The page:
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Without ‘Fatty’ Taylor, there would be no ‘Iceman’

All-ABA defender who gave George Gervin his famous nickname dies at 71

Hall of Famer George “The Iceman” Gervin made it to Denver in time to say farewell to his former teammate who gave him his famous nickname.

Former ABA and NBA defensive standout guard Roland “Fatty” Taylor died in Denver on Dec. 7 at age 71. He was diagnosed with breast cancer in 2000.

Son Kobie Taylor said funeral services for the two-time All-American Basketball Association first-team defender will take place Dec. 15 in Denver. He will be buried in his native Washington, D.C. Kobie Taylor said his father’s cancer recently became untreatable after it spread to his lungs.

Gervin was on hand Wednesday to say goodbye to his dear friend.

“The Iceman flew out to Colorado and was able to see my dad the night before he passed,” Kobie Taylor said. “[Gervin] was able to hold his hand and tell him he loved him. That was one of my dad’s dearest friends in this world. I just wanted everyone to know, his fans and the community of Colorado back home and in Washington, D.C., that my father is definitely going to be missed and he touched a lot of people’s hearts.”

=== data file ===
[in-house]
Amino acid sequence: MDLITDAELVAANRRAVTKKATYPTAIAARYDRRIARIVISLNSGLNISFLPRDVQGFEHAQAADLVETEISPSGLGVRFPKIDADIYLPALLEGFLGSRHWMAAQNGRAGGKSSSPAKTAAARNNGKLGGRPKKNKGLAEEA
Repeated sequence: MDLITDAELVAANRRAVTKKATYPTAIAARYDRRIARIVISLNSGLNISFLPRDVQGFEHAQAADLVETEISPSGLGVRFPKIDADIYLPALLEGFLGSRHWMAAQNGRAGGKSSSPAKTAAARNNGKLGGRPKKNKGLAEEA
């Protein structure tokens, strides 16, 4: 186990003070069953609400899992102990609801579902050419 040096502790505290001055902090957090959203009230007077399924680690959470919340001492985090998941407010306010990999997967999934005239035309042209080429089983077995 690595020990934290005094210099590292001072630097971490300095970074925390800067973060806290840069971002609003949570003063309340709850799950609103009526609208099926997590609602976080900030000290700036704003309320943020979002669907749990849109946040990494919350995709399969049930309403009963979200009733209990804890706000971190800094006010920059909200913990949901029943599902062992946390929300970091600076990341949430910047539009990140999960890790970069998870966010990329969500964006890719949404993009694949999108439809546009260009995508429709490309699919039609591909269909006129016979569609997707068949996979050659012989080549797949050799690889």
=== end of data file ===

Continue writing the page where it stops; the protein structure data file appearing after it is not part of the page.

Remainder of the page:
The former La Salle star played in the ABA for the Washington Capitals, Virginia Squires and Denver Nuggets from 1969-76, and for the Nuggets in the NBA during the 1976-77 season. Taylor averaged 8.0 points, 3.9 rebounds and 4.0 assists in 640 ABA and NBA games.

Taylor was known as one of the ABA’s top defenders because of tenacity, toughness and hustle while playing with Hall of Famers Gervin and Julius Erving.

Hall of Famer Alex English and former NBA star Chauncey Billups were among the former pro basketball standouts who honored Taylor on social media. Hall of Famer David Bing and former Nuggets star Mack Calvin have also reached out to the Taylor family.

Kobie Taylor said the Nuggets are planning a tribute to his father during their next home game on Dec. 15 against the New Orleans Pelicans.

“Brother Fatty Taylor lost his battle with breast cancer today,” English, the former Nuggets star, wrote on Twitter. “I have many memories of spending time with him in Denver. May he rest in peace now. The Battle is over.”

Marc J. Spears is the senior NBA writer for Andscape. He used to be able to dunk on you, but he hasn’t been able to in years and his knees still hurt.